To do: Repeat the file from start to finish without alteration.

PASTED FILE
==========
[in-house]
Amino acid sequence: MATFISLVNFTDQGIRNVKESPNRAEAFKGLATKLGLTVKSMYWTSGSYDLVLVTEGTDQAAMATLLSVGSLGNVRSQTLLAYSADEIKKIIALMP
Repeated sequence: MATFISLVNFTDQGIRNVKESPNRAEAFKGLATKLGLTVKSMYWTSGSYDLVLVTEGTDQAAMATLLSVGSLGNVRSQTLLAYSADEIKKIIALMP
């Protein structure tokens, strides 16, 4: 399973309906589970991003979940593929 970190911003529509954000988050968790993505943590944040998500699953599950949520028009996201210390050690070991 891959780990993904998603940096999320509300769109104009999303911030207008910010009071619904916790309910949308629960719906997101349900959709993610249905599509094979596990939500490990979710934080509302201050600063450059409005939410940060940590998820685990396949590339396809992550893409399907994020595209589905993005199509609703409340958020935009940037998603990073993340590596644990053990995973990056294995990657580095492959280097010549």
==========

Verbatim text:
[in-house]
Amino acid sequence: MATFISLVNFTDQGIRNVKESPNRAEAFKGLATKLGLTVKSMYWTSGSYDLVLVTEGTDQAAMATLLSVGSLGNVRSQTLLAYSADEIKKIIALMP
Repeated sequence: MATFISLVNFTDQGIRNVKESPNRAEAFKGLATKLGLTVKSMYWTSGSYDLVLVTEGTDQAAMATLLSVGSLGNVRSQTLLAYSADEIKKIIALMP
């Protein structure tokens, strides 16, 4: 399973309906589970991003979940593929 970190911003529509954000988050968790993505943590944040998500699953599950949520028009996201210390050690070991 891959780990993904998603940096999320509300769109104009999303911030207008910010009071619904916790309910949308629960719906997101349900959709993610249905599509094979596990939500490990979710934080509302201050600063450059409005939410940060940590998820685990396949590339396809992550893409399907994020595209589905993005199509609703409340958020935009940037998603990073993340590596644990053990995973990056294995990657580095492959280097010549």